A major review of legal costs has concluded that budgeting should stay and that guideline hourly rates should be updated every year.
The Civil Justice Council today published the outcome of a working group’s year-long study into how costs are decided and apportioned by the courts.
A working group set up by the CJC concluded unanimously that costs budgeting, introduced 10 years ago following the Jackson report, has been a ‘significant and valuable shift’ and should be retained.
But the group also concluded that current rules do not account for the differences in civil justice and recommended that in future approaches should be varied depending on the type of case.
Only a handful of respondents to the consultation argued that costs budgeting should be abolished. The work group found evidence of ‘real and sustained progress’ in budgeting and improvements in case management, noting that this change in culture was a ‘major step forward’.
But the group did recommend tailoring the approach to suit different work types or the venue where litigation is conducted. Members ‘tentatively’ suggested that personal injury and clinical negligence, claims in the business and property courts and other specialist work could be treated differently.
A pilot scheme could test whether cases valued between £100,000 and £1m should be subject to ‘costs budget light’ and a lighter touch approach for cases above £1m in the business and property courts should also be trialled, the report said.
The majority of the working group also backed a staged approach to costs and case management where appropriate. Many lawyers felt that the listing of a joint costs and case management conference caused significant delays, and listing the two separately would allow directions to be given at a much earlier stage.
Guideline hourly rates, it was recommended, should stay in place but be adjusted annually for inflation and reviewed in detail every five years.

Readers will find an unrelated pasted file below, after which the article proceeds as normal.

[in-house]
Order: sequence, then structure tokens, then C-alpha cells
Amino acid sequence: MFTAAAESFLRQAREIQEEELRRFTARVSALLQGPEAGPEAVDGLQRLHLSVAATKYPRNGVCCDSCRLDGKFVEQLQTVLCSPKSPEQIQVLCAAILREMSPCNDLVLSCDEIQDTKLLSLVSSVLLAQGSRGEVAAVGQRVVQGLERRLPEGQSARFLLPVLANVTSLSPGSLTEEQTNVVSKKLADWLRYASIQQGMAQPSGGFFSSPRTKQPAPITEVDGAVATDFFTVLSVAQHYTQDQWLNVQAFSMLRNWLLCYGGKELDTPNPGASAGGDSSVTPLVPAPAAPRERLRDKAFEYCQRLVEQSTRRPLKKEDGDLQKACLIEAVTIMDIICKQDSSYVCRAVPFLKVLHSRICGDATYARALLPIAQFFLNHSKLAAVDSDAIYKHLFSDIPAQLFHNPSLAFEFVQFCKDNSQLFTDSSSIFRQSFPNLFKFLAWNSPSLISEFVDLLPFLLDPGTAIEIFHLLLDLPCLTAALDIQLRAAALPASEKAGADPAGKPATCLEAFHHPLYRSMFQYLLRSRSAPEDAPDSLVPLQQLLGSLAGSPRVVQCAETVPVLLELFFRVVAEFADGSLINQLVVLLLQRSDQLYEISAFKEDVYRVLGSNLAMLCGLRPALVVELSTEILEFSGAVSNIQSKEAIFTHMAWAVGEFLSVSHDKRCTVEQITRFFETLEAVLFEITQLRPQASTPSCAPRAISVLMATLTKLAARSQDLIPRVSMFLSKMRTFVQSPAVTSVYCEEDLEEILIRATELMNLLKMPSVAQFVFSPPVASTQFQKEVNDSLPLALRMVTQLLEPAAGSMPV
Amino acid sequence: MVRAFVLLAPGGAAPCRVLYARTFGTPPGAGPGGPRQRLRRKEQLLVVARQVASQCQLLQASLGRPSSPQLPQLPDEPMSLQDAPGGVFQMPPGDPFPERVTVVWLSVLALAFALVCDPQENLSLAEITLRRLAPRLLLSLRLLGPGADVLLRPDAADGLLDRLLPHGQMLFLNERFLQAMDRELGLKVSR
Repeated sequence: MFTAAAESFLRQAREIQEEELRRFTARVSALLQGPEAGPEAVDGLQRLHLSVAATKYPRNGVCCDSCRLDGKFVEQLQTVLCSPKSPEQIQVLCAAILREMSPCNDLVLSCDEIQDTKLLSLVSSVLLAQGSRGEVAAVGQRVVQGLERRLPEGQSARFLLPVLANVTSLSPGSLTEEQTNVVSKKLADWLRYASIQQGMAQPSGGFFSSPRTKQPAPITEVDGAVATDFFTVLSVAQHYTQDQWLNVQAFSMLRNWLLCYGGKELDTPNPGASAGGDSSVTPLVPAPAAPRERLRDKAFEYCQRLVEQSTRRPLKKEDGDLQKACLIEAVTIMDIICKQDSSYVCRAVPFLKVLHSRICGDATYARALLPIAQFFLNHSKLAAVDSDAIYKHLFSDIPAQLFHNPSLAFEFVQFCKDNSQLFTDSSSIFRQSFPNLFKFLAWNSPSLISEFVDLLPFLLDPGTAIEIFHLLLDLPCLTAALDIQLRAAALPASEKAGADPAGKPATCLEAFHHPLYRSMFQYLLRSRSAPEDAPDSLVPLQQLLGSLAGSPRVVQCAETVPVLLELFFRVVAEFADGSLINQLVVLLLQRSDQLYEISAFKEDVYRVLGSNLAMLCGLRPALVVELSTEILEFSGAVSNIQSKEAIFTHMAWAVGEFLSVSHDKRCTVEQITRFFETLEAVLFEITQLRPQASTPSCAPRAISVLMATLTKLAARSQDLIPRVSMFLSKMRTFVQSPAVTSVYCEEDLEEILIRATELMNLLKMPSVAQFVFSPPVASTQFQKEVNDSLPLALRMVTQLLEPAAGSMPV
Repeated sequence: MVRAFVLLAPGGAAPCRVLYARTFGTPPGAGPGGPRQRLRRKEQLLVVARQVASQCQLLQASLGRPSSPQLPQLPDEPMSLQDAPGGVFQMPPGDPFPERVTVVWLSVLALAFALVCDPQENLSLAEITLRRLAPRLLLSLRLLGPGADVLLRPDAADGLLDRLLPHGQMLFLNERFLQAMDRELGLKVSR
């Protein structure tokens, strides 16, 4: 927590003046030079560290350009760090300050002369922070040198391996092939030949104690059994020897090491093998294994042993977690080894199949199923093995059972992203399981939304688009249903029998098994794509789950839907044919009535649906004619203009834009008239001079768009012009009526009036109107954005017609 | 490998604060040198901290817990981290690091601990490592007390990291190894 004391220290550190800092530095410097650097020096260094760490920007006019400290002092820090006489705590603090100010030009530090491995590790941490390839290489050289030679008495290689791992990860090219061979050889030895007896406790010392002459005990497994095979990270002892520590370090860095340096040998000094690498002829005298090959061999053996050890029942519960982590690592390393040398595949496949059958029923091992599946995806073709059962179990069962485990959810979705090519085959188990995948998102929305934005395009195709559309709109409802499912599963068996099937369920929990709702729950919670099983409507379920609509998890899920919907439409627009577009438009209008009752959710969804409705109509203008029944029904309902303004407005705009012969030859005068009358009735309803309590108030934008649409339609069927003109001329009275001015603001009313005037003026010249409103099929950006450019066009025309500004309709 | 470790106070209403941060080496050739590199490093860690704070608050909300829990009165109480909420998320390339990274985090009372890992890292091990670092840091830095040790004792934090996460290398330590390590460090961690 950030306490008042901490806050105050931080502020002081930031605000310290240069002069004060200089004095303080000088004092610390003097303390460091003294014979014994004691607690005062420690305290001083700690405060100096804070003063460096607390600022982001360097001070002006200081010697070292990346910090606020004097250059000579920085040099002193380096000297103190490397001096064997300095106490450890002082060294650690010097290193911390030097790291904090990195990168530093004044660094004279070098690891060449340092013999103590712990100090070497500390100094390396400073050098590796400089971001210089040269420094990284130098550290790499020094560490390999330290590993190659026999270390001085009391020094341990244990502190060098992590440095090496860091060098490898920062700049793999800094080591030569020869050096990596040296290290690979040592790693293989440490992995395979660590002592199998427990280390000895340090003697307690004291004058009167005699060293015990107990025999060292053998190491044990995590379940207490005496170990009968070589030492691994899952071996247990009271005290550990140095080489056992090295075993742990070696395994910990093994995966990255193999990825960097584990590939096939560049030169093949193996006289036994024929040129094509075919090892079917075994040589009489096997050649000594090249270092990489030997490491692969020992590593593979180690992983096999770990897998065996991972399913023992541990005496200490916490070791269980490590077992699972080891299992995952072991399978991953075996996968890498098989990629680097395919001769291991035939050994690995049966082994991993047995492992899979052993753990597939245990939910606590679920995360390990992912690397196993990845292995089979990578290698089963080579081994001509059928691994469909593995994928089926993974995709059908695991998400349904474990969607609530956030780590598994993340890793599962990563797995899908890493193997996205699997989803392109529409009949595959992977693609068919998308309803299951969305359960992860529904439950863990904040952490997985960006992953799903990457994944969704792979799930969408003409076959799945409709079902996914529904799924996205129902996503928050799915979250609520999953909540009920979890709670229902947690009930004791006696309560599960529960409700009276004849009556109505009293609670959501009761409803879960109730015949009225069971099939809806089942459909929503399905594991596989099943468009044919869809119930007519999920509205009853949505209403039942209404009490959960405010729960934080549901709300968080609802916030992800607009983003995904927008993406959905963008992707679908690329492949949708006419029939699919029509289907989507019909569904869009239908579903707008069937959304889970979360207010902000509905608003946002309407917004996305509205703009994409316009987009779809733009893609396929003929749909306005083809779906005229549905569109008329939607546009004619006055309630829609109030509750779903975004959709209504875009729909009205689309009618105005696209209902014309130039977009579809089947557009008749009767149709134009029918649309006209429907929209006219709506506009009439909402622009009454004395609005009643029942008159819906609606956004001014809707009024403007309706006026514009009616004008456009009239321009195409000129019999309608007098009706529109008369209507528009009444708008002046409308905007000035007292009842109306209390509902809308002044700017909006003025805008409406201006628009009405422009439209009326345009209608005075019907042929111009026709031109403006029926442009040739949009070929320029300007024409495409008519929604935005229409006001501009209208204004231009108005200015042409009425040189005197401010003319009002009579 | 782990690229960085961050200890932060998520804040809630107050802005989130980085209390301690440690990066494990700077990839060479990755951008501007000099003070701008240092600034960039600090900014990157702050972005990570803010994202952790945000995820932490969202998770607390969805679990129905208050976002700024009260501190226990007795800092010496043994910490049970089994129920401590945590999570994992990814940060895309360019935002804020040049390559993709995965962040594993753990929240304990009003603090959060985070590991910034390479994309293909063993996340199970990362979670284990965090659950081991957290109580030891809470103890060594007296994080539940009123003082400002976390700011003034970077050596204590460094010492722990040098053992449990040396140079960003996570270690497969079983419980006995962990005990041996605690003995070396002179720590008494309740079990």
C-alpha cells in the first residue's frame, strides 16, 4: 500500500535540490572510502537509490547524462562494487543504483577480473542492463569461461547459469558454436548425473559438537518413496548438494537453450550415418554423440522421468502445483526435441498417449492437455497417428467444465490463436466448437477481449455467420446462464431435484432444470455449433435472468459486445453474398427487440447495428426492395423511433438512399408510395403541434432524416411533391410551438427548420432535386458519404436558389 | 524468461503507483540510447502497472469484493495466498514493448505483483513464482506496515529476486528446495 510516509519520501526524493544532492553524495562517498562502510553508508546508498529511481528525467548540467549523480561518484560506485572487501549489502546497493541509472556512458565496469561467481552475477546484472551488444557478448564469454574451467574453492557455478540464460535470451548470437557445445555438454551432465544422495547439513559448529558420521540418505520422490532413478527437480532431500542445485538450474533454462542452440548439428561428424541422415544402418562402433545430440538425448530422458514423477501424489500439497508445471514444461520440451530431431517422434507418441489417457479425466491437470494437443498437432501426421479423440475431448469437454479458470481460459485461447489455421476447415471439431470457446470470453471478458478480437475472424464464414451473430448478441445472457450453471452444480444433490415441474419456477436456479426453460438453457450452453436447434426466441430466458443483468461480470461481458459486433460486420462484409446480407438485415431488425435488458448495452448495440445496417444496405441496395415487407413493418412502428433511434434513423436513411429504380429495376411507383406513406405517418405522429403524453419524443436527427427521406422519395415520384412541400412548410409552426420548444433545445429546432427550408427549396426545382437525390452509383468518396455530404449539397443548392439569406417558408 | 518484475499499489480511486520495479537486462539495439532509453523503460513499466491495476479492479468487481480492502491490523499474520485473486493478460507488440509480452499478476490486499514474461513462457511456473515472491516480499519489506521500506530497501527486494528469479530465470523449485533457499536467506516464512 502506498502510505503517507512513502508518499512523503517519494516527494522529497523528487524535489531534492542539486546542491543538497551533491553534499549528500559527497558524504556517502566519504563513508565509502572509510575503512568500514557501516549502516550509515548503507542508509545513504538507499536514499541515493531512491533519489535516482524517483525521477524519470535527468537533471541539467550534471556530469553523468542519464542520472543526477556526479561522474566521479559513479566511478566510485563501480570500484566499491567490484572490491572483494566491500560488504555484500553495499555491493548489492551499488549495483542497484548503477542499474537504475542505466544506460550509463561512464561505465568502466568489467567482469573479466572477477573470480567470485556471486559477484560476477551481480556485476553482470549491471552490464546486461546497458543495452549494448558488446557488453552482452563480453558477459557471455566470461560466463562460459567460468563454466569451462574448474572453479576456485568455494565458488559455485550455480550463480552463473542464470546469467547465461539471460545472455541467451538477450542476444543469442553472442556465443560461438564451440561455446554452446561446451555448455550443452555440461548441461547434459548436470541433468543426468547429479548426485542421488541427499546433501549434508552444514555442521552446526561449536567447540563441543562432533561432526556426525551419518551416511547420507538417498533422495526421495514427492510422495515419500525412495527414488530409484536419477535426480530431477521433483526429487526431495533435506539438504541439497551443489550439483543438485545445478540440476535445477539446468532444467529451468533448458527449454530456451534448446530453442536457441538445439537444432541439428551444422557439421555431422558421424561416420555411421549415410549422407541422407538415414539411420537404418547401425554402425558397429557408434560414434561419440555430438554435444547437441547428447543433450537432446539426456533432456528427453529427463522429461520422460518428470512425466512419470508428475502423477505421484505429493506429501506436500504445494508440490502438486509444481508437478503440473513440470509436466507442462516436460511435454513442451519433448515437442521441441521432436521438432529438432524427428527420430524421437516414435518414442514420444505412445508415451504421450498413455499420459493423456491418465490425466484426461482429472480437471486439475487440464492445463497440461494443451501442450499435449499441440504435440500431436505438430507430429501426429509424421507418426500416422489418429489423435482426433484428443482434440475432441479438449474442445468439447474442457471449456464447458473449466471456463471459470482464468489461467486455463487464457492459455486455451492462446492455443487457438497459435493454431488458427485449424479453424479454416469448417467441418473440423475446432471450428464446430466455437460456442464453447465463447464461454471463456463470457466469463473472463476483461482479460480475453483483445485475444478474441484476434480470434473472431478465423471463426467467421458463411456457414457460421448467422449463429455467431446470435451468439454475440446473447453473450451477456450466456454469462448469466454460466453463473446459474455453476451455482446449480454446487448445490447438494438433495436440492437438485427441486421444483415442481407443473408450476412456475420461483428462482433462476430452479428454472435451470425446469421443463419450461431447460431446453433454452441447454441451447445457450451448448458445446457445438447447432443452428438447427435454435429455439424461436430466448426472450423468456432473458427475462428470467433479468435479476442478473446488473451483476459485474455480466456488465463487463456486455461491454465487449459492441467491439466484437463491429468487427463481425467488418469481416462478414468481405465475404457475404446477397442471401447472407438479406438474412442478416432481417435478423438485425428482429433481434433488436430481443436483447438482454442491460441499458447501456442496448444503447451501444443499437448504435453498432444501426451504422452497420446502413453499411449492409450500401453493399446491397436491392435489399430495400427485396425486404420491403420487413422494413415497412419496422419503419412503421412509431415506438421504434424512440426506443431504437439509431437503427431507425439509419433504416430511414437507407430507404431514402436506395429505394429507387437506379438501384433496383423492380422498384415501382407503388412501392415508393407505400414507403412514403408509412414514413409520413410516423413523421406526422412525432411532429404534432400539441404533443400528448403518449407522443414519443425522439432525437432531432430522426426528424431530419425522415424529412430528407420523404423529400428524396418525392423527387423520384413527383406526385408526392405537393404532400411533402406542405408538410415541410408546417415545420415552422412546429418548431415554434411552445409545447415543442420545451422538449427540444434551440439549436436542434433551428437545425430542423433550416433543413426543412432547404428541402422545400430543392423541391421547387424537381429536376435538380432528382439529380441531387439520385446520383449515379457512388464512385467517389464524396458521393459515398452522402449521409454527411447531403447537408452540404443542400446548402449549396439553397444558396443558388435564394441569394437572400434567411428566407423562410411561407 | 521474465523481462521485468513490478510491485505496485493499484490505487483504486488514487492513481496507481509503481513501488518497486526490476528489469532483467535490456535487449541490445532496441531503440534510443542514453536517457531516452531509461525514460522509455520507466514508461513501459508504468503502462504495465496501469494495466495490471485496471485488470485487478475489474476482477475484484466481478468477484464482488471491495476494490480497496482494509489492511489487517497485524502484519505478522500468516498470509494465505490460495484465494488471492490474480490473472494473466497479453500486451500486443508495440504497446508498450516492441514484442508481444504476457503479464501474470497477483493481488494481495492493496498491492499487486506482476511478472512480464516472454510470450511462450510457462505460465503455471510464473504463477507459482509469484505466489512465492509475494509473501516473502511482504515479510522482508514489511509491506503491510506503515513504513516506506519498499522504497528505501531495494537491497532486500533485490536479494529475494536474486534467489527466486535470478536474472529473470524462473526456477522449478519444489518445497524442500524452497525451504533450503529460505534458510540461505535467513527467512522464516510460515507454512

The working group found ‘no real appetite’ for abolishing GHR. The only changes necessary were addressing the fact that the highest band was too low for top flight commercial work, the anomaly of counsels’ fees being excluded, and bringing in a test for courts departing from guideline rates.
‘A number of respondents felt that the circumstances in which the court will be prepared to depart from GHRs were lacking in clarity, and we agree,’ said the working group.
The group said the Solicitors Act 1974 was ‘in parts clearly out of step with the reality of present-day litigation practice’.
On the issue of contentious and non-contentious costs incurred pre-action – brought into focus by the Court of Appeal ruling in Belsner – there was almost universal acceptance that the distinction was outmoded. But at the same time, there was acceptance that reform of the 1974 act, which set out the distinction, was not a government priority.
The working group said parties should be encouraged to engage in pre-action processes ‘in the fullest and most effective way possible’, with a process created to allow the courts to determine ‘pre-issue’ costs.
The master of the rolls has welcomed the report and will now consider ways to implement its recommendations.
Law Society Head of Justice Richard Miller said cost reforms must strike the right balance between encouraging settlement and fairness for all parties.
He added: ‘ The provisions of the Solicitors Act 1974 relating to costs are in many respects out of step with modern litigation practice as there is now often extensive pre-litigation work, which is not envisaged in the1974 Act. It is not clear whether the mechanisms in the act referred to by the Civil Justice Council (s56) can provide a solution in the absence of changes to primary legislation in the foreseeable future. As it seems unlikely there will be new legislation in the near future, this is worth exploring.’